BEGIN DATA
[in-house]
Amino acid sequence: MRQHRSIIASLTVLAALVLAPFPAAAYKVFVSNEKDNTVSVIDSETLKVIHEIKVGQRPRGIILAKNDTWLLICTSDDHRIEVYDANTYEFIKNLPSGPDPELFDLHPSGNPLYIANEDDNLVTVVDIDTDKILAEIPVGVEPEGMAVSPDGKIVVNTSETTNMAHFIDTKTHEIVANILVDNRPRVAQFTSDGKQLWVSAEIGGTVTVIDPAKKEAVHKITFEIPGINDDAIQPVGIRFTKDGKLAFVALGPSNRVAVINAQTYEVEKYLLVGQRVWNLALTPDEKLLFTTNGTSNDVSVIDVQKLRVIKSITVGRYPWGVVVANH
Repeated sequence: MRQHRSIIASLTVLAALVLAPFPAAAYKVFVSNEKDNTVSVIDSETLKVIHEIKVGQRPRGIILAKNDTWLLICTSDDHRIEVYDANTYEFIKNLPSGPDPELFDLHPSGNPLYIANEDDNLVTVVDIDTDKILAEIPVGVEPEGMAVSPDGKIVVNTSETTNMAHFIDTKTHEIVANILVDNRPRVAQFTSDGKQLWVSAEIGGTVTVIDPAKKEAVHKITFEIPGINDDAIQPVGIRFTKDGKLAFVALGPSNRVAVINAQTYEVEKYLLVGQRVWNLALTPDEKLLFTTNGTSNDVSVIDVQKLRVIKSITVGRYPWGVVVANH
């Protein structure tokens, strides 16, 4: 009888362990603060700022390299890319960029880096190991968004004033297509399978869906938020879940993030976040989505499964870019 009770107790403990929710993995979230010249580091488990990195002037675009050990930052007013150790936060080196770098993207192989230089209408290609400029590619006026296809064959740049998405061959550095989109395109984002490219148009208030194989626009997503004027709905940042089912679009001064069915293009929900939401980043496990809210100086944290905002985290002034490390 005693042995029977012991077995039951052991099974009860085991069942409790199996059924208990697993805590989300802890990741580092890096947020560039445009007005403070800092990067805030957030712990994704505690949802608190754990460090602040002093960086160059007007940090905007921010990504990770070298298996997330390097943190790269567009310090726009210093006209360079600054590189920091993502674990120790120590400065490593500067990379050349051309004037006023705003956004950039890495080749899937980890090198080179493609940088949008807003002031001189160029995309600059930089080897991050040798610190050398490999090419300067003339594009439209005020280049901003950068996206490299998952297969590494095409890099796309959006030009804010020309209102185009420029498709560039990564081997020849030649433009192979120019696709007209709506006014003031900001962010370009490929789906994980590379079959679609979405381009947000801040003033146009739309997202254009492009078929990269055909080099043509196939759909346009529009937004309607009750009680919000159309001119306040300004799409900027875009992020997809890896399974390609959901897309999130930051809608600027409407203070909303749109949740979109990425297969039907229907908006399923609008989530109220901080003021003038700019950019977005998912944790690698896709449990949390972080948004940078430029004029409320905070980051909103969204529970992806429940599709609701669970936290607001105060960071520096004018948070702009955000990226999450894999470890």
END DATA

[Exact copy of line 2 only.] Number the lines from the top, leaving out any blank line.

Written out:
Amino acid sequence: MRQHRSIIASLTVLAALVLAPFPAAAYKVFVSNEKDNTVSVIDSETLKVIHEIKVGQRPRGIILAKNDTWLLICTSDDHRIEVYDANTYEFIKNLPSGPDPELFDLHPSGNPLYIANEDDNLVTVVDIDTDKILAEIPVGVEPEGMAVSPDGKIVVNTSETTNMAHFIDTKTHEIVANILVDNRPRVAQFTSDGKQLWVSAEIGGTVTVIDPAKKEAVHKITFEIPGINDDAIQPVGIRFTKDGKLAFVALGPSNRVAVINAQTYEVEKYLLVGQRVWNLALTPDEKLLFTTNGTSNDVSVIDVQKLRVIKSITVGRYPWGVVVANH